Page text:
The real key to this segment model is that there should be plenty of permeability between segments for sustainable modes of transport. There should be footways, cycleways, and public transport connections between segments. This allows people to move quickly from one segment to another without having to use any busy or main road. The shops, amenities and public spaces should face the footways and cycleways, thus ensuring that public life takes place where people are walking and cycling, providing vitality and improved personal security.
This model is also cheaper for a developer to deliver. The main roads themselves don’t need a lot of cycle or pedestrian infrastructure as all they are designed to do is move cars as quickly and safely as possible away from where people live to other places. This means that these roads are narrower than in a typical development, taking up less land area and being less expensive to build. These main roads can typically have a 7.5m-wide single carriageway. In the Netherlands they would also place a central reservation down the middle to prevent dangerous overtaking.
This main road will be noisy and polluting, and therefore best separated from buildings with either a physical berm or a sound wall. There will be places along the main road where pedestrian or cycle crossings will be necessary, for example to access neighbouring settlements. These can be provided at key points either using signalised or priority crossings, or by using bridges.
The key to the segment model is that there should be plenty of permeability between segments for sustainable modes of transport
Waterbeach New Town
To illustrate how such a development model works in practice, let’s see how those principles could be applied to the Waterbeach New Town.
The basic constraints of the development include a new station to the southeast of the site, but northeast of the existing village, and access points from the A10 to the southwest and northwest of the site. There are some features that could easily be retained, such as the lake to the west side of the site, and there should be easy access to Denny Abbey on foot and cycle.
The segment model will work best with a single cycle route through the middle along an east-west axis. All the segments will touch but never cross this main cycleway. The main roads will go from the northwest access point, along the north of the development to the railway and then turn south to allow access to the station area. A separate main road will go from the southwest access point along the south side of the development and allow access to the station area. There won’t be a through route for private car traffic.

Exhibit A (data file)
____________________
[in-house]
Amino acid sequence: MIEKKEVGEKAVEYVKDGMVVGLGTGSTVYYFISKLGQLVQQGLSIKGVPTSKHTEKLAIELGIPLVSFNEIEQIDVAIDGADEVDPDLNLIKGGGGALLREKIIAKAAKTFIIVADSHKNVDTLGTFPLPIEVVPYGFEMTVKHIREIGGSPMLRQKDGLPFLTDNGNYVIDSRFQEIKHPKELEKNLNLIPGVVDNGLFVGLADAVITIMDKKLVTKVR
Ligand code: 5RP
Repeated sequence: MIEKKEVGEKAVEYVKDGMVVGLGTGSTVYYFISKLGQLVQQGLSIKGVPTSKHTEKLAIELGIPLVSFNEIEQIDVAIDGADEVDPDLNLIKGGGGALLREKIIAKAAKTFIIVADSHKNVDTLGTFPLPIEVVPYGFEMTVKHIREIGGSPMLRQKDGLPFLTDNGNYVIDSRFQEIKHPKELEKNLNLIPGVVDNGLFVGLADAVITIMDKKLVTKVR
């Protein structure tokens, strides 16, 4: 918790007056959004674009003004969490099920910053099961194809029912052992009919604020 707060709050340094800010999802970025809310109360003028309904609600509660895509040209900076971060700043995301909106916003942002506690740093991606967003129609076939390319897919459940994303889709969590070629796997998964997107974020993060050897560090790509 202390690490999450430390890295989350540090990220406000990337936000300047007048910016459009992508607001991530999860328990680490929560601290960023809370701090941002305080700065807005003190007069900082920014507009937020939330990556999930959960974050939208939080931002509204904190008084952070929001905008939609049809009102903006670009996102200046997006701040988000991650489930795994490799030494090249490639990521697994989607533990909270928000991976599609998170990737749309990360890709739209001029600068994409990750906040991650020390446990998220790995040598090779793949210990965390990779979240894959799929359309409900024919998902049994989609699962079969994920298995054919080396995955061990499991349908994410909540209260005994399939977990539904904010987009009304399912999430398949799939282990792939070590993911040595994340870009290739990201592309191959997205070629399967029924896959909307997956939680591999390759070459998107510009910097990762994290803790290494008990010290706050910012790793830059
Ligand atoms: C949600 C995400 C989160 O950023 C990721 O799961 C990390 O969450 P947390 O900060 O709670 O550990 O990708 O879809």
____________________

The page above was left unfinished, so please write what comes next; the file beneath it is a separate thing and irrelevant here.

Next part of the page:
Between the main roads and the spine cycleway are the segments. The edges of the segments will typically be defined by additional cycleways that allow access to different parts of the new development and the old village on a mainly north-south axis. This creates a grid of cycleways with a 250 to 500 metre spacing.
If you want to drive out of the development, you first walk to your car and then drive away on slow quiet streets shared with people walking and cycling. You would access the main road at the junction for your segment at which point you can drive at a higher speed around the edge of the development away from anybody walking or cycling. The trip length would be a little bit longer than taking a more direct route, but the time required would be less, owing to the faster speeds of travel on the majority of the route, and the pollution would be lower, owing to the less frequent stopping and starting that would be required by driving through an urban area.
However, driving is not the transport mode that is encouraged. Access to the railway station would be quicker and easier by cycle than by car for the majority of the development’s residents. If you wished to travel to Addenbrooke’s, assuming the new Cambridge South station is built, then you would just hop on one of your bicycles, cycle away from the main road to a cycleway between the segments, then to the main spine cycleway, and then towards the station where plenty of cycle parking would be available.
Reducing car trips
There are other proven techniques for reducing the desire to drive trivially short trips. Remote car parking is one of the best. Freiburg, Germany, built a new development with lots of car parking, but all of it was in multi-storey car parks remote from where people lived. They also required that the car parking spaces were purchased at market value, around €22,500, along with an annual maintenance charge.
Remote car parking is a proven technique for reducing short trips by car
Unfortunately, the size of the parking structures far exceeded the demand now that car parking was not subsidised. Whilst the average level of car ownership in the region is approximately 600 cars per 1,000 population, the level of car ownership in this new development is less than 200. However, residents do have easy access to an excellent public transport network closer than the car park and the highest levels of cycling in the area, because walking a couple of hundred metres to a car park to drive a mile to the shops now takes longer than just cycling there.
Sometimes people will go and buy large volumes of stuff from supermarkets and home furnishing stores. The streets next to people’s houses would still allow loading for up to 30 minutes. Deliveries and loading and unloading cars as close as possible to people’s homes will therefore still be allowed. In Freiburg, one parent will walk to the car park, drive the car to the house, load it up with children and stuff before they all drive off.